Predictive modelling, neural networks, statistical analysis, R and Python.
These are not new concepts by any stretch. However, what is (fairly) new is the willingness, and the growing ability, within businesses of all types and sizes to adopt these technologies and techniques in an attempt to drive their business performance forward.
I have no doubt that 2018 will see the continuation of these trends, with businesses much more willing to move in this direction and to implement new ideas off the back of this work. This will include investing in training for their staff (and in buying services from agencies and freelancers) to support the implementation.
The real change here can be attributed to the industry having brought these more advanced techniques into the mainstream. There are now reams of training materials available to would-be learners in this area, with DataCamp and similar online learning platforms bringing learning opportunities to the masses.
The trend is also being seen in more formal training offerings; Yard currently delivers a Level 4 qualification in Data Analytics. Other universities and colleges are following suit accordingly, in some cases offering the same qualification and in others, tailoring their own courses to include some of these facets in an increasingly practical, applicable approach.
Additionally, there appears to have finally been a wide-ranging acceptance of specific languages and technologies for this purpose. While there is plenty that can be achieved in numerous other programming languages, the use of R and Python for these tasks is becoming widely agreed upon as the right approach for business. What’s more, these technologies are easily available to anyone wanting to apply their skills, with online courses providing integrated IDE offerings and Python, R, Rstudio and the majority of libraries available as free software downloads to everybody.
The use of these libraries has had a similar effect on the ability to progress in these areas. Libraries like Shiny in R have made it easier to produce fully productionised systems based on the data wrangling happening in the background. The Keras library in Python makes it very easy to start playing with advanced neural networks with little to no prior knowledge of the underlying techniques necessary (though, let’s be honest, it would be more than useful!).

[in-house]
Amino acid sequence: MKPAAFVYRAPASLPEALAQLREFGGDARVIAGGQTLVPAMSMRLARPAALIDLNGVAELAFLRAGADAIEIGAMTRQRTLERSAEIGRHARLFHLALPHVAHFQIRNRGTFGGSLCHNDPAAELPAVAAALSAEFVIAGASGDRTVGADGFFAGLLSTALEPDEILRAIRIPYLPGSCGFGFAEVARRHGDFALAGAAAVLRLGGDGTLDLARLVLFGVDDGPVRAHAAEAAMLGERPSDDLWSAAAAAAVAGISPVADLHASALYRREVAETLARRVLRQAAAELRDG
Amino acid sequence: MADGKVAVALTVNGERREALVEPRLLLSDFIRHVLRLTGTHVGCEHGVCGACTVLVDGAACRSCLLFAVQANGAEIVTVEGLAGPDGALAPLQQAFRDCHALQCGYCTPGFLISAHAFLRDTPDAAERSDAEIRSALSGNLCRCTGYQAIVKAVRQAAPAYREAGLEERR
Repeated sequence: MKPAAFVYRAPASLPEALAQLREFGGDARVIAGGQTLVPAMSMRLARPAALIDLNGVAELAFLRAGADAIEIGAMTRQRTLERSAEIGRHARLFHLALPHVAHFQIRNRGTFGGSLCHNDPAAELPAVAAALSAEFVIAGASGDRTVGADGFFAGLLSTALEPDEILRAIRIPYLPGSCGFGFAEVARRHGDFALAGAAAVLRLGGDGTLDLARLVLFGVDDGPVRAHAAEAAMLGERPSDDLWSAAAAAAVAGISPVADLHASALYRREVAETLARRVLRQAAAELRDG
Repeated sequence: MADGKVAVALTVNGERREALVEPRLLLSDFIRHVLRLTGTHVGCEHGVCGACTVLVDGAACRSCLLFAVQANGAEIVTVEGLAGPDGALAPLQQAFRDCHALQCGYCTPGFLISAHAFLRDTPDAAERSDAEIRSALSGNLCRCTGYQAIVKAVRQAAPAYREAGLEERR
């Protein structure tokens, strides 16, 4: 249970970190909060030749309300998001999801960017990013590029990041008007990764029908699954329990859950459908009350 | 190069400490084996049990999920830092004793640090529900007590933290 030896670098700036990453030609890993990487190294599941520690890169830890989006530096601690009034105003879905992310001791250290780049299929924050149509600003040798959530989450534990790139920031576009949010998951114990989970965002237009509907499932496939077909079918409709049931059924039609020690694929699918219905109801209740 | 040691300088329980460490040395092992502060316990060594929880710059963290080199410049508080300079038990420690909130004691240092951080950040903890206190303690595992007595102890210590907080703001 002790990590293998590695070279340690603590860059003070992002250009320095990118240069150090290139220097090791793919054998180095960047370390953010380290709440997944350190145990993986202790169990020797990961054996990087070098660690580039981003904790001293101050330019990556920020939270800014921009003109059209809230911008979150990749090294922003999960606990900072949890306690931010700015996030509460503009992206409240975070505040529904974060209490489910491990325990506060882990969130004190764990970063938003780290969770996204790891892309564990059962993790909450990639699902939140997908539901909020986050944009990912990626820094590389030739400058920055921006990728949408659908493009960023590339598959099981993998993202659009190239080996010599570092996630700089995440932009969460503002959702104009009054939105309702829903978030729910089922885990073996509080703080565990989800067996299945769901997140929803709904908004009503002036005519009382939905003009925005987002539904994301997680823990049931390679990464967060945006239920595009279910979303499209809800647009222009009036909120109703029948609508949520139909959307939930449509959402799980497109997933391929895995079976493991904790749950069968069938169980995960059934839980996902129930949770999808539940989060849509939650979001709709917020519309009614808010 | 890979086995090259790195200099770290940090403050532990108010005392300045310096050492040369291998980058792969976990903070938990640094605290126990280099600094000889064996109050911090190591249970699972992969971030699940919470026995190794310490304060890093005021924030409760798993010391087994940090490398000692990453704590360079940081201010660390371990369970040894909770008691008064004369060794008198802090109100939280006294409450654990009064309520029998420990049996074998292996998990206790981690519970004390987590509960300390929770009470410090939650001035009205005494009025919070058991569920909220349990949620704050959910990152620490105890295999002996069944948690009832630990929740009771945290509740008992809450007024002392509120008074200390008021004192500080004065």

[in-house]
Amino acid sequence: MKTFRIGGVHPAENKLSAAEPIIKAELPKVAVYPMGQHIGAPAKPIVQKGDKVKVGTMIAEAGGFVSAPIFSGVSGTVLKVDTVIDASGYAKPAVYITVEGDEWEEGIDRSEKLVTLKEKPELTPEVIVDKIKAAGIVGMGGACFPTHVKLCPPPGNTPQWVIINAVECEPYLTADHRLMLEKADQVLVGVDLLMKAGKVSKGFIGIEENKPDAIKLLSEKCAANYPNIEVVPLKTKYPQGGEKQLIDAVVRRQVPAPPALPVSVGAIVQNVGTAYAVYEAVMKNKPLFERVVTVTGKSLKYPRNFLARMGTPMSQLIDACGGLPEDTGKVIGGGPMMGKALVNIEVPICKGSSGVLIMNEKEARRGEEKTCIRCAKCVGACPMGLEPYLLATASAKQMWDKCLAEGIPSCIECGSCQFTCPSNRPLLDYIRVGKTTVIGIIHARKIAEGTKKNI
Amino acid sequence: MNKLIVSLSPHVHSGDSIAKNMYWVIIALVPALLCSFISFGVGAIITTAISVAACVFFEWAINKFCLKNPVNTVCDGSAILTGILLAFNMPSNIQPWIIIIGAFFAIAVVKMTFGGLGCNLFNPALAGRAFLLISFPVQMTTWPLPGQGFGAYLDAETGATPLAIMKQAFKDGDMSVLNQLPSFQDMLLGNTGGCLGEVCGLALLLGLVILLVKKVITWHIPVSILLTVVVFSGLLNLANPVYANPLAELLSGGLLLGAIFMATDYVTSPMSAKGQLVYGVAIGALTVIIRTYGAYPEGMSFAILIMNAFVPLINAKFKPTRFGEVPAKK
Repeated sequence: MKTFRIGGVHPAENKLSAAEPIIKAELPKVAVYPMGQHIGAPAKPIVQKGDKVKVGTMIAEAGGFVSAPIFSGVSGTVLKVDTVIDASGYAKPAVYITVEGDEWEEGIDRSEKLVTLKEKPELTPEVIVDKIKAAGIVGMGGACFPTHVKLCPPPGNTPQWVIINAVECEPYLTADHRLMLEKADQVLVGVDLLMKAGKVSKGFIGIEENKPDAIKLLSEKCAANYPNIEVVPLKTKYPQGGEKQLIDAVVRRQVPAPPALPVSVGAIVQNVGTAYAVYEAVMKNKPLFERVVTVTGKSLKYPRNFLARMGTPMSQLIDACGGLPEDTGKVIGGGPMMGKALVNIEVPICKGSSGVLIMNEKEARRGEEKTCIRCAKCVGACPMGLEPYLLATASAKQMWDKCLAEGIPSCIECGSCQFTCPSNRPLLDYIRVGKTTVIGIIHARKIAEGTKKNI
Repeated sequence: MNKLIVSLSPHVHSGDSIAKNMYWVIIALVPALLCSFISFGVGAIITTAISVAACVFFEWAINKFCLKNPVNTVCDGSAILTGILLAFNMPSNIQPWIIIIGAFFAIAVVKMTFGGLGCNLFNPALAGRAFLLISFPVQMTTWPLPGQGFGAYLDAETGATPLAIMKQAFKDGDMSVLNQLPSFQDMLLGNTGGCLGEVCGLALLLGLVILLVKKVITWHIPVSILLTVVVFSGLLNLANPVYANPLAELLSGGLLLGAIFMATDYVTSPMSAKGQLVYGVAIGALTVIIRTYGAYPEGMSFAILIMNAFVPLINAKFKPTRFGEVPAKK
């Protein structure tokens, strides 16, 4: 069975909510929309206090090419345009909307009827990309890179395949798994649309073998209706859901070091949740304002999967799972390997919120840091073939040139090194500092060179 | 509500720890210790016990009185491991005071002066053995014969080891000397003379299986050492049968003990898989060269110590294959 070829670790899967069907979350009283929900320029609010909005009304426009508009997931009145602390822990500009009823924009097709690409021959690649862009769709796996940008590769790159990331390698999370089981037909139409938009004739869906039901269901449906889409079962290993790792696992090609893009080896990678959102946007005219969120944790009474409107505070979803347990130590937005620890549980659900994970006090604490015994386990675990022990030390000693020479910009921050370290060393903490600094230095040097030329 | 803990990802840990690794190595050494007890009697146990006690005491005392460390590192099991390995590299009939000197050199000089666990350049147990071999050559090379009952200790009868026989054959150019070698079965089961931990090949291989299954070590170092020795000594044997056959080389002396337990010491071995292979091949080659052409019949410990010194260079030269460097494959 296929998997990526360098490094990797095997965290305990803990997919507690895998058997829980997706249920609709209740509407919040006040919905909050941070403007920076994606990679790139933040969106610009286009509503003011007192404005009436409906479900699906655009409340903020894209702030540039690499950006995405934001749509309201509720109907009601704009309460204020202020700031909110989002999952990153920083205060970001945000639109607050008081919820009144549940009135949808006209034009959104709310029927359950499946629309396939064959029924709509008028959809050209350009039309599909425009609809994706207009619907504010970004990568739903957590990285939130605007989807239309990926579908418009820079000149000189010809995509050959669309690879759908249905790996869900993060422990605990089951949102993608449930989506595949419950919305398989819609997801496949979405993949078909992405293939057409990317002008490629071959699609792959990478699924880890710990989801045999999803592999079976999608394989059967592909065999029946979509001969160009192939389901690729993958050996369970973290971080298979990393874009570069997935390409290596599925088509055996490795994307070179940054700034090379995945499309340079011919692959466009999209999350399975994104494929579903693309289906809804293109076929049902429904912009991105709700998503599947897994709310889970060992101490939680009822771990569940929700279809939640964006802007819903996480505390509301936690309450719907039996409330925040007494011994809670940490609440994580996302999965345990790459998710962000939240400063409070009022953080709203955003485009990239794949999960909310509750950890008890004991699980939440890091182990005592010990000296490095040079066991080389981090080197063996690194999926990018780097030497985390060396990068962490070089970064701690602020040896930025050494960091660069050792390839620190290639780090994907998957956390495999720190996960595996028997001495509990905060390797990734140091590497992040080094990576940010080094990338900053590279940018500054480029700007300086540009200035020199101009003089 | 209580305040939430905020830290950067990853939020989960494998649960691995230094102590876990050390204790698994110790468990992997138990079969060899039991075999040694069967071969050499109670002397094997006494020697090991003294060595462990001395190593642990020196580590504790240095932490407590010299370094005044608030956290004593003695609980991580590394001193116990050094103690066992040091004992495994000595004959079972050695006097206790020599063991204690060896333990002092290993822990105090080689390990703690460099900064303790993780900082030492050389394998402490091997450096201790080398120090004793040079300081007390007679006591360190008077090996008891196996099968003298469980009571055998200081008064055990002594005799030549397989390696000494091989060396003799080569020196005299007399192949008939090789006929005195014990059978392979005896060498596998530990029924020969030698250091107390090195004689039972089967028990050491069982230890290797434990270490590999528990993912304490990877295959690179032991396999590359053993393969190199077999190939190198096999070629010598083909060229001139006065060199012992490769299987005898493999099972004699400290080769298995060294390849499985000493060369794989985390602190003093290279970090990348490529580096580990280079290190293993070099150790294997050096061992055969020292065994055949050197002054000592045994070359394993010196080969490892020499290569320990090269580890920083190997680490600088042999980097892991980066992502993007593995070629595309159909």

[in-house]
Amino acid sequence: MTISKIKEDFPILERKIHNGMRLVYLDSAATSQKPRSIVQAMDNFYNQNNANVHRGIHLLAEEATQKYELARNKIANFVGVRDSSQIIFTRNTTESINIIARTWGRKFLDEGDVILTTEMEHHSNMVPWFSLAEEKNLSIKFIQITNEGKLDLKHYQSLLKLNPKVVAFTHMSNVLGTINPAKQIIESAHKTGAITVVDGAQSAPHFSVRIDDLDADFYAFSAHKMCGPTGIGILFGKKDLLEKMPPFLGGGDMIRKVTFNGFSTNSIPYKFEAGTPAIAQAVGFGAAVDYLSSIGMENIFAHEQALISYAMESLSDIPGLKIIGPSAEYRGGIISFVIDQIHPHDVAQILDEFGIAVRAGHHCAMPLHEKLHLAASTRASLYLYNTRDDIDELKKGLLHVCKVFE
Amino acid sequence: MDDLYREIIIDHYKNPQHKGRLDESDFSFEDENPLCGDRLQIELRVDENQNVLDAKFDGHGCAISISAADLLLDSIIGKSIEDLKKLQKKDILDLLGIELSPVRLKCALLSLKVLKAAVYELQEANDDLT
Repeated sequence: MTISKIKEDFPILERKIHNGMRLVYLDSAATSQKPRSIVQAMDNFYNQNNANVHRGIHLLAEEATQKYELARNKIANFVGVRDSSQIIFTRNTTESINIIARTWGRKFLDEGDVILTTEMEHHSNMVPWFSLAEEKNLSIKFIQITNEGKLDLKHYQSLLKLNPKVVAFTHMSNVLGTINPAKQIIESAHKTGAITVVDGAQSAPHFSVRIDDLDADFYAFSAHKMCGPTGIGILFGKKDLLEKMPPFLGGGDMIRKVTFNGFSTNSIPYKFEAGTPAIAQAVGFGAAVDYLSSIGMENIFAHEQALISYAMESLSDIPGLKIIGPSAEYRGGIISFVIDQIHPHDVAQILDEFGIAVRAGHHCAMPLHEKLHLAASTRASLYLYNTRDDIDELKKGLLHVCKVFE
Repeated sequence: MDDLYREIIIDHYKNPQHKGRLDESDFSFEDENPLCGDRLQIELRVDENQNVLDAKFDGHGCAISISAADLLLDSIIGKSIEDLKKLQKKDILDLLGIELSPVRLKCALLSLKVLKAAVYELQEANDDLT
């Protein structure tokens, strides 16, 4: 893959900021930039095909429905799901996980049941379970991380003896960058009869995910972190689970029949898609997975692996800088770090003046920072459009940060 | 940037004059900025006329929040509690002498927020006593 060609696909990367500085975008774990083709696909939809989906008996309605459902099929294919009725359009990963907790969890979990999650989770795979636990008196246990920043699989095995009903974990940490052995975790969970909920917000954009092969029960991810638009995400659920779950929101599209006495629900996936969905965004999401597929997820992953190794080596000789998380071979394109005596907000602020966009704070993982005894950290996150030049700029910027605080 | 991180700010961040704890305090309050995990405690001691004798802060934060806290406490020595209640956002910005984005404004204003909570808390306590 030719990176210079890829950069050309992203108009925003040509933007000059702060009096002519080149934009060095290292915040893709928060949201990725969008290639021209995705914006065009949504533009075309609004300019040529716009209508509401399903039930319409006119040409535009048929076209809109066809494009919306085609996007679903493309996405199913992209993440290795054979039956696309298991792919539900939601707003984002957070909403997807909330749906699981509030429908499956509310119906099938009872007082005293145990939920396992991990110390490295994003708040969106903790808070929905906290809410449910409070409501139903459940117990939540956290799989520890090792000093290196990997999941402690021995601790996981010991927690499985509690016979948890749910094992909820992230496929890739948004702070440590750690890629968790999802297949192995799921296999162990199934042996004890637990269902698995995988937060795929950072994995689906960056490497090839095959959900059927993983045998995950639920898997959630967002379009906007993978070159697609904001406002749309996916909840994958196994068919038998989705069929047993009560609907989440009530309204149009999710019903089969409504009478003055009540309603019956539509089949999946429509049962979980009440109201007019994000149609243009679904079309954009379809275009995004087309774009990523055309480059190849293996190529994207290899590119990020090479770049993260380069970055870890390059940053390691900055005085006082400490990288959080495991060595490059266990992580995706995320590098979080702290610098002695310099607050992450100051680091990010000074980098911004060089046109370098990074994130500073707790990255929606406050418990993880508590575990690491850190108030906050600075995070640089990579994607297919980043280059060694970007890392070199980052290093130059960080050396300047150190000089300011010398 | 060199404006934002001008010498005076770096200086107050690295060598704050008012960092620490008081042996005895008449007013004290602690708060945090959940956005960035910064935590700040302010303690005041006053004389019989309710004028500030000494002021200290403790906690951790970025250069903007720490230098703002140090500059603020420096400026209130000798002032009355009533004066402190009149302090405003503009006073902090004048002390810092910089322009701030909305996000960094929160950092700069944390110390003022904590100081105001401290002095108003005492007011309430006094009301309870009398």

All told, technical barriers to entry in these areas are being progressively removed to ensure that these advanced tools are available to all.
So, what does this mean for business? A key advantage will be the increased availability of experts in this field working to implement these technologies and techniques. Similarly, awareness of their use is much higher within businesses and so support within the industry to continue investing in this area is good.
On the other hand, there are also a number of challenges to be faced:
- Staff being trained and who upskill in this area are suddenly much more attractive to other businesses, agencies, etc. As such, investing in an individual increases the likelihood that they will eventually leave for pastures new. Nonetheless, we’d always encourage investing in staff and besides, they will want to prove their worth while they are with you.
- There is often a disconnect between modelling and action. Predicting individual behaviours is a challenging but achievable task. Identifying the effect of individual website changes/marketing campaigns/product offers becomes a simpler task. However, what does this translate to? What action can we take to ensure the continued success and incremental improvement of results in our businesses?
These (positive) challenges mean that work remains to be done and money to be invested. However, the very fact that we are no longer satisfied with reporting numbers, preferring instead to understand and exploit the data available to us as businesses bodes very well for 2018 and the many years to come.